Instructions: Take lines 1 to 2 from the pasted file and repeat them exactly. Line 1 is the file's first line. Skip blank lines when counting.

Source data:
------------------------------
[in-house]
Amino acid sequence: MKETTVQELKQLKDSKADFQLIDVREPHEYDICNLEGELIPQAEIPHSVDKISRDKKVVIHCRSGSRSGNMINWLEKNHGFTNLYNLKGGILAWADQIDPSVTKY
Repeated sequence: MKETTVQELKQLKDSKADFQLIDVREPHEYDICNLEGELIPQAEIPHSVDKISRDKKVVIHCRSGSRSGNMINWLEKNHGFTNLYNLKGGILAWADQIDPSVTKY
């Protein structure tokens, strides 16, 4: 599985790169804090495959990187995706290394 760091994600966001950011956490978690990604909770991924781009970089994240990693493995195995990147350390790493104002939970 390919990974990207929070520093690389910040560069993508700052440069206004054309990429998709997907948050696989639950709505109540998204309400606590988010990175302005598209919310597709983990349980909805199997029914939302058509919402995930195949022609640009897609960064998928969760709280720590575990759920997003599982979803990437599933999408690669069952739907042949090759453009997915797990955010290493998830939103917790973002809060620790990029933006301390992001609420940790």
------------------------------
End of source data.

[in-house]
Amino acid sequence: MKETTVQELKQLKDSKADFQLIDVREPHEYDICNLEGELIPQAEIPHSVDKISRDKKVVIHCRSGSRSGNMINWLEKNHGFTNLYNLKGGILAWADQIDPSVTKY